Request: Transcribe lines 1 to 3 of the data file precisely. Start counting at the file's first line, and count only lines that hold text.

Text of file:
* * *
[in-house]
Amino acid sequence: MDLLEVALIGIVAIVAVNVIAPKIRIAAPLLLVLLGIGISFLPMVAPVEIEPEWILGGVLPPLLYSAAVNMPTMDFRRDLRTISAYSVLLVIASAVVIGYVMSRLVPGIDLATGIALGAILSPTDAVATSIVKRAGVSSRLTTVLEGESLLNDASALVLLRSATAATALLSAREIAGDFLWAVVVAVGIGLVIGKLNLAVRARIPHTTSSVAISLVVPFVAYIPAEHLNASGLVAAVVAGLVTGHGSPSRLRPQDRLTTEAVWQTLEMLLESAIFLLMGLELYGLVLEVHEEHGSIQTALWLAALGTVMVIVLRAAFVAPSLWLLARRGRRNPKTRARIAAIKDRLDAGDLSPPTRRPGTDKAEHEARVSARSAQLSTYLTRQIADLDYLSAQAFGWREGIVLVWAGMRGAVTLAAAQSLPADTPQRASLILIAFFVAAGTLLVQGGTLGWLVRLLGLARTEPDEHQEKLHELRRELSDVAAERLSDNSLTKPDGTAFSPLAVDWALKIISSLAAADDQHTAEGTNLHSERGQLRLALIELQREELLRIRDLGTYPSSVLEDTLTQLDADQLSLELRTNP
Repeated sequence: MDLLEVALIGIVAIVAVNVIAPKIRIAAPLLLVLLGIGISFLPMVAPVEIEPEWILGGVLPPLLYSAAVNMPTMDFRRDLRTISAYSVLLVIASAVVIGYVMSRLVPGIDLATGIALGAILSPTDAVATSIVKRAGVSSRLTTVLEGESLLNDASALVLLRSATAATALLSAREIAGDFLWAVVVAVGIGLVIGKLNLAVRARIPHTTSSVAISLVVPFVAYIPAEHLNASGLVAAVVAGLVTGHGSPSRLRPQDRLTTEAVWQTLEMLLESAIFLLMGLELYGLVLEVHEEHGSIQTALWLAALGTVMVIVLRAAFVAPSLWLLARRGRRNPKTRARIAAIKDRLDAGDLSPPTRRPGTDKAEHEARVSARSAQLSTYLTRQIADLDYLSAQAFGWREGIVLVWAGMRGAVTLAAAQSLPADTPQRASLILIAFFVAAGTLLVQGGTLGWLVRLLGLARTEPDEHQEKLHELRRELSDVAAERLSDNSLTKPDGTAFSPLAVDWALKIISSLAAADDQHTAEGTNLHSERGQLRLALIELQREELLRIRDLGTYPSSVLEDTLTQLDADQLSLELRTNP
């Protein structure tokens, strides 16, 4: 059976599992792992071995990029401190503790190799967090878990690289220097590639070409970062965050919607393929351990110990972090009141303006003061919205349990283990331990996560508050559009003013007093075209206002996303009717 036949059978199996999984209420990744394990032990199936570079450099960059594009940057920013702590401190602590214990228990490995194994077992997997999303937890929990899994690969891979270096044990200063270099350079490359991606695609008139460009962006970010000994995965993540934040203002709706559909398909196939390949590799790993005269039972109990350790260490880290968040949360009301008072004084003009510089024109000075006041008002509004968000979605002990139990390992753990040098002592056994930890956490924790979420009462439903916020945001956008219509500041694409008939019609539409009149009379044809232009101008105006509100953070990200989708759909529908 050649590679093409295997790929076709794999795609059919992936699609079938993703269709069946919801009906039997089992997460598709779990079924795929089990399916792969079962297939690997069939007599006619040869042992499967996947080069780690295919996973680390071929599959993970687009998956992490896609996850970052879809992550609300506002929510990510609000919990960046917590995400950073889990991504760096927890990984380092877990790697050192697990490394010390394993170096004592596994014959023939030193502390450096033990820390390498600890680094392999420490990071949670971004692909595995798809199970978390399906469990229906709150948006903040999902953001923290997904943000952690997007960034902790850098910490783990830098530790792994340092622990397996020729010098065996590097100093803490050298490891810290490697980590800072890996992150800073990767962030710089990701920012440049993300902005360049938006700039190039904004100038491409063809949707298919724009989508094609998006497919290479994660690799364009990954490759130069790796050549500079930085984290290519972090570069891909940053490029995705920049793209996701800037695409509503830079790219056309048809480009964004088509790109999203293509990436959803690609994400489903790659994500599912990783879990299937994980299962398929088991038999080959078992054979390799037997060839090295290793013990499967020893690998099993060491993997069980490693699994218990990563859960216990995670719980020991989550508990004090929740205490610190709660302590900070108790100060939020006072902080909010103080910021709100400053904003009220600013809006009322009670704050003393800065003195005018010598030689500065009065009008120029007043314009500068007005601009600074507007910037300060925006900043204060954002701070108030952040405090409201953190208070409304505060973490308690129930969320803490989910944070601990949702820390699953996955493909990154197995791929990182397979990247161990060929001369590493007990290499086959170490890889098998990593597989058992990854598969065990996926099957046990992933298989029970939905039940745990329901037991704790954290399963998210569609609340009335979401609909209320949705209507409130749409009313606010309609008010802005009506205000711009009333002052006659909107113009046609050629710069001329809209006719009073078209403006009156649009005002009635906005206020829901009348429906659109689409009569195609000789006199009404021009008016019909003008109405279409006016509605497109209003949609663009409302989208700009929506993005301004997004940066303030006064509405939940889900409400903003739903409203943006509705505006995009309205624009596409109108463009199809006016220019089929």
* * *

[in-house]
Amino acid sequence: MDLLEVALIGIVAIVAVNVIAPKIRIAAPLLLVLLGIGISFLPMVAPVEIEPEWILGGVLPPLLYSAAVNMPTMDFRRDLRTISAYSVLLVIASAVVIGYVMSRLVPGIDLATGIALGAILSPTDAVATSIVKRAGVSSRLTTVLEGESLLNDASALVLLRSATAATALLSAREIAGDFLWAVVVAVGIGLVIGKLNLAVRARIPHTTSSVAISLVVPFVAYIPAEHLNASGLVAAVVAGLVTGHGSPSRLRPQDRLTTEAVWQTLEMLLESAIFLLMGLELYGLVLEVHEEHGSIQTALWLAALGTVMVIVLRAAFVAPSLWLLARRGRRNPKTRARIAAIKDRLDAGDLSPPTRRPGTDKAEHEARVSARSAQLSTYLTRQIADLDYLSAQAFGWREGIVLVWAGMRGAVTLAAAQSLPADTPQRASLILIAFFVAAGTLLVQGGTLGWLVRLLGLARTEPDEHQEKLHELRRELSDVAAERLSDNSLTKPDGTAFSPLAVDWALKIISSLAAADDQHTAEGTNLHSERGQLRLALIELQREELLRIRDLGTYPSSVLEDTLTQLDADQLSLELRTNP
Repeated sequence: MDLLEVALIGIVAIVAVNVIAPKIRIAAPLLLVLLGIGISFLPMVAPVEIEPEWILGGVLPPLLYSAAVNMPTMDFRRDLRTISAYSVLLVIASAVVIGYVMSRLVPGIDLATGIALGAILSPTDAVATSIVKRAGVSSRLTTVLEGESLLNDASALVLLRSATAATALLSAREIAGDFLWAVVVAVGIGLVIGKLNLAVRARIPHTTSSVAISLVVPFVAYIPAEHLNASGLVAAVVAGLVTGHGSPSRLRPQDRLTTEAVWQTLEMLLESAIFLLMGLELYGLVLEVHEEHGSIQTALWLAALGTVMVIVLRAAFVAPSLWLLARRGRRNPKTRARIAAIKDRLDAGDLSPPTRRPGTDKAEHEARVSARSAQLSTYLTRQIADLDYLSAQAFGWREGIVLVWAGMRGAVTLAAAQSLPADTPQRASLILIAFFVAAGTLLVQGGTLGWLVRLLGLARTEPDEHQEKLHELRRELSDVAAERLSDNSLTKPDGTAFSPLAVDWALKIISSLAAADDQHTAEGTNLHSERGQLRLALIELQREELLRIRDLGTYPSSVLEDTLTQLDADQLSLELRTNP